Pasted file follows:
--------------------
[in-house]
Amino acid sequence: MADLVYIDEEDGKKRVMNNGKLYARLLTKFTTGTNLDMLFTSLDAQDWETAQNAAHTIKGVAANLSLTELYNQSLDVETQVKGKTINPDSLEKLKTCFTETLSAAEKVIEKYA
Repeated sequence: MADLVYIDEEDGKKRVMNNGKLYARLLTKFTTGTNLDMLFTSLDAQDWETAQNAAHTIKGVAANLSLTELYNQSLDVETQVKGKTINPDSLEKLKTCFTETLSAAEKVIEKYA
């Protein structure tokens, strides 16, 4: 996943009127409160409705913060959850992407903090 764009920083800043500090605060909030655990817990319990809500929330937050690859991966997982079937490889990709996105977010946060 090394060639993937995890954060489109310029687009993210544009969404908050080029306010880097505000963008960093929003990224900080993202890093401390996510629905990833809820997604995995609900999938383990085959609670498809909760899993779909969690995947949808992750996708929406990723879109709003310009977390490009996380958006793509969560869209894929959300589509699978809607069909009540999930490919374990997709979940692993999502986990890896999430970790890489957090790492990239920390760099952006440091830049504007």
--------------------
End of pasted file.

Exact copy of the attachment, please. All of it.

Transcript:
[in-house]
Amino acid sequence: MADLVYIDEEDGKKRVMNNGKLYARLLTKFTTGTNLDMLFTSLDAQDWETAQNAAHTIKGVAANLSLTELYNQSLDVETQVKGKTINPDSLEKLKTCFTETLSAAEKVIEKYA
Repeated sequence: MADLVYIDEEDGKKRVMNNGKLYARLLTKFTTGTNLDMLFTSLDAQDWETAQNAAHTIKGVAANLSLTELYNQSLDVETQVKGKTINPDSLEKLKTCFTETLSAAEKVIEKYA
């Protein structure tokens, strides 16, 4: 996943009127409160409705913060959850992407903090 764009920083800043500090605060909030655990817990319990809500929330937050690859991966997982079937490889990709996105977010946060 090394060639993937995890954060489109310029687009993210544009969404908050080029306010880097505000963008960093929003990224900080993202890093401390996510629905990833809820997604995995609900999938383990085959609670498809909760899993779909969690995947949808992750996708929406990723879109709003310009977390490009996380958006793509969560869209894929959300589509699978809607069909009540999930490919374990997709979940692993999502986990890896999430970790890489957090790492990239920390760099952006440091830049504007």